Top insurance bosses have thrown their weight behind the government as it announces long-awaited reforms to the Solvency II regime which sets their capital requirements.
In his Autumn Statement on 17 November, chancellor Jeremy Hunt announced that final Solvency II reforms had been agreed after months of terse negotiations with regulators, and “will unlock tens of billions of pounds of investment across a range of sectors”.
“Smart regulatory reform can spur investment from all over the world,” he said.
The final rules include cutting the so-called risk margin significantly, with a 65% cut for long-term life insurance businesses and a 30% cut for general insurance businesses. The reforms also include broadening eligibility criteria on the so-called matching adjustment, which helps dictate required capital buffers for certain assets, to include those with predictable cashflows.
Aviva group chief executive Amanda Blanc said: “This is a very welcome boost for UK investment. We estimate reforms to Solvency II will allow Aviva to invest at least £25bn over the next ten years across the UK, including in critical areas such as social housing, schools, hospitals and green energy projects.”
The Prudential Regulation Authority had previously questioned whether freeing up pensions and insurance companies to invest in riskier assets could leave policyholders at risk, but City firms had said a conservative set of rules was stopping them from backing more innovative investments that could generate higher returns for their customers. The PRA has been given the power to conduct regular stress tests as part of the final reform package.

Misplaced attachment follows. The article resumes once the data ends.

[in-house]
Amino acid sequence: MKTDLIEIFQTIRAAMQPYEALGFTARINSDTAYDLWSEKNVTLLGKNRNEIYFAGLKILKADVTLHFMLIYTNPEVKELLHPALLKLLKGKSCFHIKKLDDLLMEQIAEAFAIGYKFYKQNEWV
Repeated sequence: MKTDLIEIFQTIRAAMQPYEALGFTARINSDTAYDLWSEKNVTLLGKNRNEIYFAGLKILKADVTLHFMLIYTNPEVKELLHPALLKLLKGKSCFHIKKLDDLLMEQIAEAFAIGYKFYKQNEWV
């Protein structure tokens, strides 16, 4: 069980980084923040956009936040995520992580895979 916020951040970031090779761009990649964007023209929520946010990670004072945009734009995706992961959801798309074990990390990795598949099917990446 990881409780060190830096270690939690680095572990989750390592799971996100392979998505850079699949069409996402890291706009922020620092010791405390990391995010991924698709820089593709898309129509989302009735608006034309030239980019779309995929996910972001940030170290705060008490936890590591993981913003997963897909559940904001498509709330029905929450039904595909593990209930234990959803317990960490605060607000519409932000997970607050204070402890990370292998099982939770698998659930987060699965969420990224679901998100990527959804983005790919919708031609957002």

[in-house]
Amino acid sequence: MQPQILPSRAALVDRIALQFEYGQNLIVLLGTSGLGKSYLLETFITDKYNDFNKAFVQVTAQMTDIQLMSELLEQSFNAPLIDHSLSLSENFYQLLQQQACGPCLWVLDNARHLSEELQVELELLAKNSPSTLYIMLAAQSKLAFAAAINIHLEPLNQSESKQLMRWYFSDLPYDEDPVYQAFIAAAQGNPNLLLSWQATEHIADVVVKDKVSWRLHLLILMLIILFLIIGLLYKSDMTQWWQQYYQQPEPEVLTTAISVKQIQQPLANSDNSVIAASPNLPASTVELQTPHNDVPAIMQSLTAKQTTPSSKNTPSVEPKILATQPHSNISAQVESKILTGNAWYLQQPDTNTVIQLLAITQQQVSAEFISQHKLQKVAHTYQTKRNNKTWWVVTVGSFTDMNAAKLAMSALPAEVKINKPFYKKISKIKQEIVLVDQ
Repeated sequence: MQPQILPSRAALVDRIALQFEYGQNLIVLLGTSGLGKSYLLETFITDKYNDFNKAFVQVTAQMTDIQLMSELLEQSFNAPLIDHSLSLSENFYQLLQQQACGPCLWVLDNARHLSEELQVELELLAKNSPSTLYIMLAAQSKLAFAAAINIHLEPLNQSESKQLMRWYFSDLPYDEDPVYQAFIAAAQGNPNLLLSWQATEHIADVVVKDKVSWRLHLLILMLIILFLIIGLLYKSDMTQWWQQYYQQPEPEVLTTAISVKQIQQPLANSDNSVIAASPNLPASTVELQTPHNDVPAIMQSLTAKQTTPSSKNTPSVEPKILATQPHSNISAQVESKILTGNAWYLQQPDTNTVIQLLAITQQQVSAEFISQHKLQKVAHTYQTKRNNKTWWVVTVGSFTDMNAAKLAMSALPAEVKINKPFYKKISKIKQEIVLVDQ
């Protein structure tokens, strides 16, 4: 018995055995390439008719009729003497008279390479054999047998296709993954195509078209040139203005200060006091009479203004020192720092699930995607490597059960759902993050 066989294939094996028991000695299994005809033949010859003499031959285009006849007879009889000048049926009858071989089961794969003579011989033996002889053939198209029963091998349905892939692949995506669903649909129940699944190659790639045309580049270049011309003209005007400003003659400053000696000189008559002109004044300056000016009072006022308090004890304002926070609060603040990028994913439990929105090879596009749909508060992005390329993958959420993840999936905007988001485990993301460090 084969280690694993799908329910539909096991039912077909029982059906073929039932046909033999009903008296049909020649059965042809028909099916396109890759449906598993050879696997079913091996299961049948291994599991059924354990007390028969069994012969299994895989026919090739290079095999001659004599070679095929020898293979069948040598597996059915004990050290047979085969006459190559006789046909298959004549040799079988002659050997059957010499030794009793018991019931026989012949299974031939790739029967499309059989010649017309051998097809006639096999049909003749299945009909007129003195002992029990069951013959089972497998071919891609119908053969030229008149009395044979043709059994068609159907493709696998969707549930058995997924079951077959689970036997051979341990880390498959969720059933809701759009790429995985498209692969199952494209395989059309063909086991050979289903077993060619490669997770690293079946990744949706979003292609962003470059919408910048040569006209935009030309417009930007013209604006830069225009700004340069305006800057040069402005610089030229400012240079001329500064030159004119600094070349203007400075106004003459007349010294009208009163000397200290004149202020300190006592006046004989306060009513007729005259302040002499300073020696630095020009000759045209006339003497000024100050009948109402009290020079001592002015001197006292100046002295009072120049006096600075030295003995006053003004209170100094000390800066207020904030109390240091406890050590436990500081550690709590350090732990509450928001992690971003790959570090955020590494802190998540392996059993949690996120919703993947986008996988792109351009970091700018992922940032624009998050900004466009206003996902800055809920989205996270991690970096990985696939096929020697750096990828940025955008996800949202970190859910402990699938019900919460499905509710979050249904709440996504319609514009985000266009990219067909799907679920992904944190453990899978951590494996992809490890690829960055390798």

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Andy Briggs, CEO of Phoenix Group said: “The reforms to Solvency II announced today present a very significant opportunity to ensure more private sector capital can be directed by insurers into the real economy and ensure we better mobilise the UK’s £3.4tn of pension wealth.
“These regulations are an important component of the changes needed to the wider UK investment landscape which will enable Phoenix to meet its ambition to invest more in the future. Phoenix plans to invest £40-50bn in illiquid assets and sustainable investments over the next five years to support house building, green energy, and local communities across the country without compromising policyholder protection in any way”.
The impact of the reforms remains uncertain however. Marloes Nicholls, head of policy and advocacy at the Finance Innovation Lab, “there’s no mechanism to ensure that the billions won’t just be spent on bonuses and dividends”.
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“Solvency II was intended to reduce risks for the economy and pension holders,” she added. “At a point when both have been hit hard by the recent turbulence, these reforms increase the risk of instability for little apparent benefit to anyone but large insurance firms and their shareholders.”
In the Autumn Statement, Hunt rolled back on the wider scrapping of EU law that was mooted by government figures like Jacob Rees-Mogg.
Instead of scrapping the entirety of the Brussels rulebook, Hunt said five limited sectors would be “supported through measures to reduce unnecessary regulation and boost innovation and growth” — financial services, digital, life sciences, green industries, and advanced manufacturing — by reviewing retained EU law to identify changes that can be made over the next year.
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